Think of the super user or report builder’s work as open ad-hoc; they build one-off presentations that others may find useful for a specific purpose. As such, they

have broader access to data that goes beyond the team’s agreed-upon metrics. This puts them in a somewhat tricky situation. Both your super users and report builders work close enough with your data that they could mis-match some information or even crash the system with the wrong query.

The potential benefits that the super user brings, however, far outweigh the potential drawbacks. Because of their unique position and training, your super users are likely going to come up with multiple answers from differing angles to pressing business questions and help you get to the root of understanding your challenges and opportunities.

Third Segment: Data Scientists

This segment is small and typically makes up only 2 to 3 percent of the users in your organization at most and are often limited to just a handful of people. Data scientists look at your data differently so that they can run important science projects. As data experts (they usually have a PhD or equivalent experience in statistics), your data scientist is able to create all kinds of crazy things that we mere mortals don’t understand.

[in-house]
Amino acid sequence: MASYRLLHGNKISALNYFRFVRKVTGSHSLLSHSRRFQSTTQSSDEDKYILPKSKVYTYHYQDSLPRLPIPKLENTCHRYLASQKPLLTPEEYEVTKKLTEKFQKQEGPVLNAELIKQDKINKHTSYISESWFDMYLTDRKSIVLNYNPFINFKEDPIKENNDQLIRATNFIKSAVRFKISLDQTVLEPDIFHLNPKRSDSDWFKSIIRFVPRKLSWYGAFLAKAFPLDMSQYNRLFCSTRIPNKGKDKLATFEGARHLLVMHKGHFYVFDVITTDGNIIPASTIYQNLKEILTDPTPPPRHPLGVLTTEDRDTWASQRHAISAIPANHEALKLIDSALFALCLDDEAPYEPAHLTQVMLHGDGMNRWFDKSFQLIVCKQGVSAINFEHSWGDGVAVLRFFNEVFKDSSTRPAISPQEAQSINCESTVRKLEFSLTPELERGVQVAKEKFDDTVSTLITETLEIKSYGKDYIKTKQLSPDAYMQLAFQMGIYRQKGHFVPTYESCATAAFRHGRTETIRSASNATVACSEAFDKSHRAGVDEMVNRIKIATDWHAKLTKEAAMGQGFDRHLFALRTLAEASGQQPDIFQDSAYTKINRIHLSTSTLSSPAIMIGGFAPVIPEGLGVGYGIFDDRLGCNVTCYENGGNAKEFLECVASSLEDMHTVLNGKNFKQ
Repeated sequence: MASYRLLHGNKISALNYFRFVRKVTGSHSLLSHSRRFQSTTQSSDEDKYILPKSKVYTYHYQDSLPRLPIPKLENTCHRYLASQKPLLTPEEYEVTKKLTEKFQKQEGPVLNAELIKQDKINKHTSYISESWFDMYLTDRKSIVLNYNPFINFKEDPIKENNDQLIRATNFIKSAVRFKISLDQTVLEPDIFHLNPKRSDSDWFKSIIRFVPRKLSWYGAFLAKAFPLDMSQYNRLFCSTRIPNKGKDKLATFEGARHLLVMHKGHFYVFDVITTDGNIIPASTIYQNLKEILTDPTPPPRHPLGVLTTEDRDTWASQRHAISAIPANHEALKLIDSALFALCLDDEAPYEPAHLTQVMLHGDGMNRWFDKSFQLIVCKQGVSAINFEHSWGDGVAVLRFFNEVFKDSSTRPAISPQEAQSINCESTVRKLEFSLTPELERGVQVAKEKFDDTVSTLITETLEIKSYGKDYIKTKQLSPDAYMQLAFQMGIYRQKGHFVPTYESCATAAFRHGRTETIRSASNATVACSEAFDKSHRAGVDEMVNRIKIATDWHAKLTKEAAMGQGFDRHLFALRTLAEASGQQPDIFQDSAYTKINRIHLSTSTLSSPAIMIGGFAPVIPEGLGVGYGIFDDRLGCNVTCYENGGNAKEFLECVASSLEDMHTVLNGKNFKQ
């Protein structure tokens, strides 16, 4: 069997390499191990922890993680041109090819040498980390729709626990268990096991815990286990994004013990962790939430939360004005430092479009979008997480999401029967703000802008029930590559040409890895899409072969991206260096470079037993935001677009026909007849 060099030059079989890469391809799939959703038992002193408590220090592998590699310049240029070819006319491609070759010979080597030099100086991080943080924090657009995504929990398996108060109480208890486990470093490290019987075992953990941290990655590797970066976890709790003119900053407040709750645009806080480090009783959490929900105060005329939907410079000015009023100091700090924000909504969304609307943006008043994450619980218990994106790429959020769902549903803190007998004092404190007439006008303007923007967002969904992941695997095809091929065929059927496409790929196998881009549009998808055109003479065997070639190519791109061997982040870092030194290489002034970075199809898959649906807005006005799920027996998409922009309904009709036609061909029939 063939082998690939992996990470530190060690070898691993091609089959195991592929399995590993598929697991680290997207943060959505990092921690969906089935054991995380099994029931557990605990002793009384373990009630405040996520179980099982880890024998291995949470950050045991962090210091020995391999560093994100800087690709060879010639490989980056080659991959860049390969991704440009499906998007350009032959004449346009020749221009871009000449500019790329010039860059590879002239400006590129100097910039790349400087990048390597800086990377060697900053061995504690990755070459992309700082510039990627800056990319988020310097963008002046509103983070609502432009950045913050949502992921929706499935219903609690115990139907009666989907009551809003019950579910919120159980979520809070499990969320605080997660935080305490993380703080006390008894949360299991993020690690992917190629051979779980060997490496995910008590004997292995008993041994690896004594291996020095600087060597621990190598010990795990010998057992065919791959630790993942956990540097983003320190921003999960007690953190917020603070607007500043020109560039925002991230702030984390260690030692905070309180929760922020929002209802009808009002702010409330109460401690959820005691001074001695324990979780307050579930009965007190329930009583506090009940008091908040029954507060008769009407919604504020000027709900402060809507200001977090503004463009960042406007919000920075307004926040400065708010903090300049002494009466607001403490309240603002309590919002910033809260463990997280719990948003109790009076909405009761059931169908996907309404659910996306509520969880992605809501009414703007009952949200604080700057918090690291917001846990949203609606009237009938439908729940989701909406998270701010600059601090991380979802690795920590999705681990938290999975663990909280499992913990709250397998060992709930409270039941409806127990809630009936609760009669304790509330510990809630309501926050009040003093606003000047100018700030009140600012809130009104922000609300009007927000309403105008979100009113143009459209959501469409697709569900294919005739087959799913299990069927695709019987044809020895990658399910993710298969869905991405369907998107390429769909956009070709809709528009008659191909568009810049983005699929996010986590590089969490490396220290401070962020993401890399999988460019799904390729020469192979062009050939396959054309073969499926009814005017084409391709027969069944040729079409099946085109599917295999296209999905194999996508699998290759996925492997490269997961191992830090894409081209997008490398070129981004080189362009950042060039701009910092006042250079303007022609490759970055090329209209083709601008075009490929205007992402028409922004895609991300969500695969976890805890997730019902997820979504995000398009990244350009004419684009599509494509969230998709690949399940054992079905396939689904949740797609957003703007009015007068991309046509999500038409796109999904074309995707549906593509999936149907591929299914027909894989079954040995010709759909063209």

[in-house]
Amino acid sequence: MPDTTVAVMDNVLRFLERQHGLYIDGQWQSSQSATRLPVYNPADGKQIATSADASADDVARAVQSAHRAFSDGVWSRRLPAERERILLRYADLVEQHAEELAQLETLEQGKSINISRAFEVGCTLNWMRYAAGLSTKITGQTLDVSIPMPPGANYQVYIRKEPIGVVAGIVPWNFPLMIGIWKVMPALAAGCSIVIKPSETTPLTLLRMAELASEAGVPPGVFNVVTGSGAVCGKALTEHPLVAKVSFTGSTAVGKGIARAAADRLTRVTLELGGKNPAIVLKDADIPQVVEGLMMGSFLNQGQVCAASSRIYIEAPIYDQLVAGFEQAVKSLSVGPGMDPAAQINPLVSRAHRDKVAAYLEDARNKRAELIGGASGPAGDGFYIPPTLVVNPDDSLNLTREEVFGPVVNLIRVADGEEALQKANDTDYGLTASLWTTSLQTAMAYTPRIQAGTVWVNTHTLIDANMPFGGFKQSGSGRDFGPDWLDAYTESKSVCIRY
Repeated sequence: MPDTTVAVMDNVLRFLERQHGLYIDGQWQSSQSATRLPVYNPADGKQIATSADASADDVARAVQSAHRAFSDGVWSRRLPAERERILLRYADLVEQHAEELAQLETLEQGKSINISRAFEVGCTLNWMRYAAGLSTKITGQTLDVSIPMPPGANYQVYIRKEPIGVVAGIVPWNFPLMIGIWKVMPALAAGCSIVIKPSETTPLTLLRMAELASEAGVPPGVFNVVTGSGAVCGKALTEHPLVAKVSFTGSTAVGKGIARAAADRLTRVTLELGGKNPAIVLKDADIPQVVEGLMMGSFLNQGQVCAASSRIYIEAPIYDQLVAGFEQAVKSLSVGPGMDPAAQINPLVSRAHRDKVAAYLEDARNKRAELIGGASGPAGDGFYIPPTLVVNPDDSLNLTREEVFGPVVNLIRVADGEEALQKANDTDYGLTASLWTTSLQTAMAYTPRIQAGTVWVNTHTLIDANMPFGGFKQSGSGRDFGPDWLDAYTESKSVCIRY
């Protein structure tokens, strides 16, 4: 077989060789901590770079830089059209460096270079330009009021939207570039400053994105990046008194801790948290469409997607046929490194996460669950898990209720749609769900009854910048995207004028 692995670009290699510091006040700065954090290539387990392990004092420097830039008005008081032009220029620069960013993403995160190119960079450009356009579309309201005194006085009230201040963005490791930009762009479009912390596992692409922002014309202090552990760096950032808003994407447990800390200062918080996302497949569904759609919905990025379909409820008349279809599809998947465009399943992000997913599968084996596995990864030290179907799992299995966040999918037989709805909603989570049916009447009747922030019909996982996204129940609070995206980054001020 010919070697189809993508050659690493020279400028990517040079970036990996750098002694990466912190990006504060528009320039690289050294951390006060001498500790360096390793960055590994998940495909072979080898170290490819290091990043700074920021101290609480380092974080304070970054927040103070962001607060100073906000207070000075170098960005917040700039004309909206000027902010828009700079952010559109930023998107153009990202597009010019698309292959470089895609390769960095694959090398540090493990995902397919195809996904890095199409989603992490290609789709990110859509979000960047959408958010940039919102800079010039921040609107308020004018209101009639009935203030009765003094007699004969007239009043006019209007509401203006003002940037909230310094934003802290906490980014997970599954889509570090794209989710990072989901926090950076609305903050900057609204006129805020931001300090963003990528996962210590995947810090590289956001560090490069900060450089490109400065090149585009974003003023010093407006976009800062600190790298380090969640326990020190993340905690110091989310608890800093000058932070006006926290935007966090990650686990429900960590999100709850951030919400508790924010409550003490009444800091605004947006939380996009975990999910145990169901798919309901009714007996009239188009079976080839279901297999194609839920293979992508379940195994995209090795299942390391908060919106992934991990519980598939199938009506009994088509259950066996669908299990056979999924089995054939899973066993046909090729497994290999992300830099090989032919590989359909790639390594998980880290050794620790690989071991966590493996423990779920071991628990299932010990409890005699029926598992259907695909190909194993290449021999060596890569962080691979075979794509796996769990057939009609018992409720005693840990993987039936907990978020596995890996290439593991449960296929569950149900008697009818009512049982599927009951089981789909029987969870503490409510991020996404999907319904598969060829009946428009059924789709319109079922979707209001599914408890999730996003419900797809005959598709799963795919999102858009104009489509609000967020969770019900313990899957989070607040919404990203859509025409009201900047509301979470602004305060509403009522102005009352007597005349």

As the name implies, your data scientists focus on performing “science projects.” Generally, the impetus for these projects comes from the data scientists themselves rather than from executive mandate (that’s the super user’s job). The data scientist, then, has great freedom to play with the data as they see fit as they search for unknown patterns and opportunities. As such, their research commonly requires data be assembled in unique, often messy, ways.

Using their own tools to grab never-before-seen data from anywhere they can, creating temporary tables as necessary, and building models to fill in missing data,

data scientists utilize whatever data they deem relevant to generate new insights. It’s important to note that, while both super users and data scientists are free to work with data in a variety of ways, they are generally not decision makers, or anyone else whose actions actually capture ROI. Their job is to identify opportunities for the project owner (or executive sponsor) to act on, but they do not take action themselves.

By keeping things simple, user-friendly, and, above all, actionable, you dramatically increase your likelihood for success and reduce the chances of your end users making an innocent — but nevertheless costly — error. If you can do this, then the road to converting information into insight becomes a lot easier to travel.

For more advice on end users in analytics, you can find Guaranteed Analytics on Amazon.

Jim Rushton began his career in analytics working with some of the biggest consulting companies in the world, including Accenture, Deloitte Consulting, and IBM Global Services. Jim then moved to an executive position with Verizon, where he oversaw the company’s customer and marketing information. Leveraging his experience across corporate America, he helped found Armeta Analytics, and in the past decade, his team has helped dozens of Fortune 1000 companies learn how to monetize their data.